Thursday, December 13, 2012

Paul Simon sang of "Slip Slidin' Away" but without a push

In 1967, Spencer Tracy delivered one of the most spellbinding performances in the history of film.
The movie was called “Guess Who's Coming To Dinner.”
It culminates with Tracy’s moving soliloquy about truth, justice, racism, and love.
Fourteen days after filming was completed, Spencer Tracy died of a heart attack.
He had been battling lung disease, diabetes, and liver failure.
But he was determined to make that movie because he believed in its message.
No doctor was going to expedite Tracy's  arrival at Forest Lawn.
Which brings me to a recent story published in the Daily Mail in London.
The National Health Service, England's government run health care system, has established something called the Liverpool Care Pathway.
This is a program in which the doctor decides that because you don't have much longer to live, action may be taken to expedite the process.
The medical professional subjectively decides that you belong in the express lane of the checkout counter even if you may have many days of life ahead of you.
Professor  Patrick Pullicino recently addressed the Royal Society of Medicine in London.
He is a board certified neurologist for East Kent Hospital and teaches clinical neuroscience at the University of Kent.
The good doctor cited a specific case where his patient was placed on the Liverpool Care Pathway by a visiting weekend physician.
The Pathway protocol calls for denial of food, water, and all medicines other than pain relievers.
When Dr. Pullicino came in to see his patient  Monday morning, he was shocked.
He removed the seventy-one year old gentleman from the Pathway protocol and resumed appropriate medical treatment despite opposition from the hospital administration.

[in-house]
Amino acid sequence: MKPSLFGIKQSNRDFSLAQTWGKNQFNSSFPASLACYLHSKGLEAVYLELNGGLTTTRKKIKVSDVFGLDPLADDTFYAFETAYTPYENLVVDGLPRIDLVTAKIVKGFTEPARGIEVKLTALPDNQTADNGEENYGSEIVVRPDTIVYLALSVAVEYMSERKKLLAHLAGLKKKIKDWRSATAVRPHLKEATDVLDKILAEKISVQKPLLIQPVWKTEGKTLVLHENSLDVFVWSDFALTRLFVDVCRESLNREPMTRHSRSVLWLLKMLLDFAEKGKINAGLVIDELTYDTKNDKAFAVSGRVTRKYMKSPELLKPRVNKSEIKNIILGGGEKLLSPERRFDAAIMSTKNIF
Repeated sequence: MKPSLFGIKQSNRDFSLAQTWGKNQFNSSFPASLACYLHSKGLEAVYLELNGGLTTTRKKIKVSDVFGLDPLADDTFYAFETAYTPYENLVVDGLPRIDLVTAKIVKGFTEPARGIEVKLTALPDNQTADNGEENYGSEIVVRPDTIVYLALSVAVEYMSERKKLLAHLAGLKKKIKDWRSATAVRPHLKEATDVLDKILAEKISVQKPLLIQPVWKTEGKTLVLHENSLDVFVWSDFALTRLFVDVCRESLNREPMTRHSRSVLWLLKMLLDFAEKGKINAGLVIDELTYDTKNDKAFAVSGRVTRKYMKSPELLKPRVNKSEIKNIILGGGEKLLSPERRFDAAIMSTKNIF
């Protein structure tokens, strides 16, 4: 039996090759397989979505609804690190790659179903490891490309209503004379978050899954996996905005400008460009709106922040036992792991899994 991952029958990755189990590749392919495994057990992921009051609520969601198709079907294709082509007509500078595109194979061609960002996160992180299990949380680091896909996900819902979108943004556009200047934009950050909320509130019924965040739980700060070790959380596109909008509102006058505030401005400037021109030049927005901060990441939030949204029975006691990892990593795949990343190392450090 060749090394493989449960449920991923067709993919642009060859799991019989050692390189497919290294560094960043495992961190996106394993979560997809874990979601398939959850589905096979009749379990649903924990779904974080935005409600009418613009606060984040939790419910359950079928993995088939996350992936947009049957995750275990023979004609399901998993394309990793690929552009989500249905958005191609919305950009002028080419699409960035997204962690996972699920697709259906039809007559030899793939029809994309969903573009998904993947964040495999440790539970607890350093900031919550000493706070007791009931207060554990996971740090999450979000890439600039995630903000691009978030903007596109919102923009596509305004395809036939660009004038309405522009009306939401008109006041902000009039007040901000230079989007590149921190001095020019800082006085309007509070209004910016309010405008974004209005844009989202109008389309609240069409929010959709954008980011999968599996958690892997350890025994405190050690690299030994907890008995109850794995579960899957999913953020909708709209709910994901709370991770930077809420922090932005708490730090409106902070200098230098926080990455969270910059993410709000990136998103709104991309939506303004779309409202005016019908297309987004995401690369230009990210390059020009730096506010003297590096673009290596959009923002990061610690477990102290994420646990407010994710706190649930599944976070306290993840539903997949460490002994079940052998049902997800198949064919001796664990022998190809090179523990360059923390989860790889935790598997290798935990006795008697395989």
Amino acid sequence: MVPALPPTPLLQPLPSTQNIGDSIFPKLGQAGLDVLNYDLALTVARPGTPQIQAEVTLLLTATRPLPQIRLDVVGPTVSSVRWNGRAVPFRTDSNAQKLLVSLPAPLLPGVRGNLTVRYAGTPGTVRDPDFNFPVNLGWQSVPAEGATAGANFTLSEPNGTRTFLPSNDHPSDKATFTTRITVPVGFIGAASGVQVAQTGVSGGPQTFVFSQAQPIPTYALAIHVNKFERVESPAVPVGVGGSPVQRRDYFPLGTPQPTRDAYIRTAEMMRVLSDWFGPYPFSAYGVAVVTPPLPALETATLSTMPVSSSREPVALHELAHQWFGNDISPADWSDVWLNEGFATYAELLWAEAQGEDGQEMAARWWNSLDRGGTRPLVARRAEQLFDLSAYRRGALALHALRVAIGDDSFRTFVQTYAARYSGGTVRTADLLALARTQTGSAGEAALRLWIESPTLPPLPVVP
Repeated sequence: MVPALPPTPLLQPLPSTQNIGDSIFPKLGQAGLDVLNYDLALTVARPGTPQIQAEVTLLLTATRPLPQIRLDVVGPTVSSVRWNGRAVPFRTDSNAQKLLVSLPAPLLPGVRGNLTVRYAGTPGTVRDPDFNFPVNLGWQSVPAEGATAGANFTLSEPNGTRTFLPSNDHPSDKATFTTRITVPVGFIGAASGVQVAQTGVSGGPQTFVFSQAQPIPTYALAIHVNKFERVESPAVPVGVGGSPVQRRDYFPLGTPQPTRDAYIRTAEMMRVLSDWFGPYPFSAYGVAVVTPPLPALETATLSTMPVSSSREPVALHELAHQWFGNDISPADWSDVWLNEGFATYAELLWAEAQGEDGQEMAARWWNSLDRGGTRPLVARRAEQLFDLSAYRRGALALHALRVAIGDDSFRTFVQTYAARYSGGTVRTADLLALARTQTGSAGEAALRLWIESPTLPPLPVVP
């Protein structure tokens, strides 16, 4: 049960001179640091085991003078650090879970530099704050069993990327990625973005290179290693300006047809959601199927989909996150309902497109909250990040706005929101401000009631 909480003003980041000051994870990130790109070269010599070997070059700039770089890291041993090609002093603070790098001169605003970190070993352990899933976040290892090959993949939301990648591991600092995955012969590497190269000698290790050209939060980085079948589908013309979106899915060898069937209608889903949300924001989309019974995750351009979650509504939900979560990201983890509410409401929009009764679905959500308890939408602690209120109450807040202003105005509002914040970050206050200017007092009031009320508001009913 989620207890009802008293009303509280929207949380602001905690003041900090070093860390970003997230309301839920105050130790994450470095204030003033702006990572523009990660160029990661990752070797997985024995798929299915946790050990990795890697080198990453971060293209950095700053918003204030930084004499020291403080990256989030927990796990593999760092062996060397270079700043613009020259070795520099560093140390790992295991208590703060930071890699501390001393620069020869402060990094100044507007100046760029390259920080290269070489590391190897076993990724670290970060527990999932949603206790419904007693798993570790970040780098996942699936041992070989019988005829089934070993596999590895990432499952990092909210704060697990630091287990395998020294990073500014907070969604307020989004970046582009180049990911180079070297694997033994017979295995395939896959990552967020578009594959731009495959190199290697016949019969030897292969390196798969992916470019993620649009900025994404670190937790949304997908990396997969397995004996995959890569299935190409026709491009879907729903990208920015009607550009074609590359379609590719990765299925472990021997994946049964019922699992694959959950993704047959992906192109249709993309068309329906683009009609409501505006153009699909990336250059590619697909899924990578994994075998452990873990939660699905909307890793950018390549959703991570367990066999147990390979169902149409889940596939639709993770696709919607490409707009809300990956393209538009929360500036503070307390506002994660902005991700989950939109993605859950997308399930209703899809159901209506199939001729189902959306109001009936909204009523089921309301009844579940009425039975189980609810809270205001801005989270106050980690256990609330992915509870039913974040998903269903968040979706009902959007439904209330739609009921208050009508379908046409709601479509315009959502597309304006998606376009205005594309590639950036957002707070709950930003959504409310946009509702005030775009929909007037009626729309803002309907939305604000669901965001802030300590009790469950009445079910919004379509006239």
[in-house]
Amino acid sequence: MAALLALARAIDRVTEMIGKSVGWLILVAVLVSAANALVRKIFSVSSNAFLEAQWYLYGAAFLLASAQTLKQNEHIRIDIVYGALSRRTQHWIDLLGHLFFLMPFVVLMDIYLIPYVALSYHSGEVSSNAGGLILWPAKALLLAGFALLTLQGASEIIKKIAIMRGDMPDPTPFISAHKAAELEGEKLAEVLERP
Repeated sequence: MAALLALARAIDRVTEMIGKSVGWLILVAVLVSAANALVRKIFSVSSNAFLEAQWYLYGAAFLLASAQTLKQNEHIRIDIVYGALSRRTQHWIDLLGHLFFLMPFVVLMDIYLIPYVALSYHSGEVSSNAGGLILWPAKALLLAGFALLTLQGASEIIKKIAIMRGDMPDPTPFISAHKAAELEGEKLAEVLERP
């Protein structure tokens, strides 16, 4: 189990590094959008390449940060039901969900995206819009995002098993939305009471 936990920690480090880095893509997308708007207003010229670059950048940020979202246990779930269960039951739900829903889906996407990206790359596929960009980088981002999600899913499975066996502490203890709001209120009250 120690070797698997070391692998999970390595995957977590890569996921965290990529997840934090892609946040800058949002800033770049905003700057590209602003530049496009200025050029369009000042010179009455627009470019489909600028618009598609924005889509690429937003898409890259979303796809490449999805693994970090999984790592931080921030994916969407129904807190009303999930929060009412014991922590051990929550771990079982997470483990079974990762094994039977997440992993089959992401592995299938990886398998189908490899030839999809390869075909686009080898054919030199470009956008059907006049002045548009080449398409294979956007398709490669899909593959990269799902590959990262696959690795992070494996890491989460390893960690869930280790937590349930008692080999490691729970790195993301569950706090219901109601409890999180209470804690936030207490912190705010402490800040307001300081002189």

After four weeks, the patient was discharged home to his family where he lived another fourteen months of productive life surrounded by the loving care of his children.
Fourteen months!
Dr. Peter Millard from the University of London and Dr. Peter Hargreaves at the St. Luke's Cancer Center refer to the Pathway protocol as a form of “backdoor euthanasia”.
I agree.
No one should be permitted to  discount the value of your last days.
Pathway grants authority to give you a little push while you are standing on the edge of the cliff looking out into eternity.
I will stand on the edge of that cliff as long as I damn well please.
It may be very costly and may tie up a hospital bed.
But it is insane for  government to create incentives for medical professionals to “hurry things along”.
I plan to use my last days to do my very best work.
I'm going to  communicate to my family how much I've loved and appreciated them.
The Pathway protocol applied to Spencer Tracy  would've snuffed out his tour de force  cinematic moment before it ever happened.
I'm going to be like the tough old coot that Spencer Tracy portrayed in “Guess Who's Coming To Dinner.”
I'm going to fight all the way through to the end as a matter of principle.
You don’t have to if you don’t want to.
But I don't want some doctor to have access to a button that  opens a trapdoor right below where I'm standing.
It's not right.
That’s why government shouldn’t be running our medical system.
Stop Obamacare.

1 comment:

  1. When you are laying in your bed nearing death, your family will decide if you continue will live or die. Obamacare has nothing to do with that decision!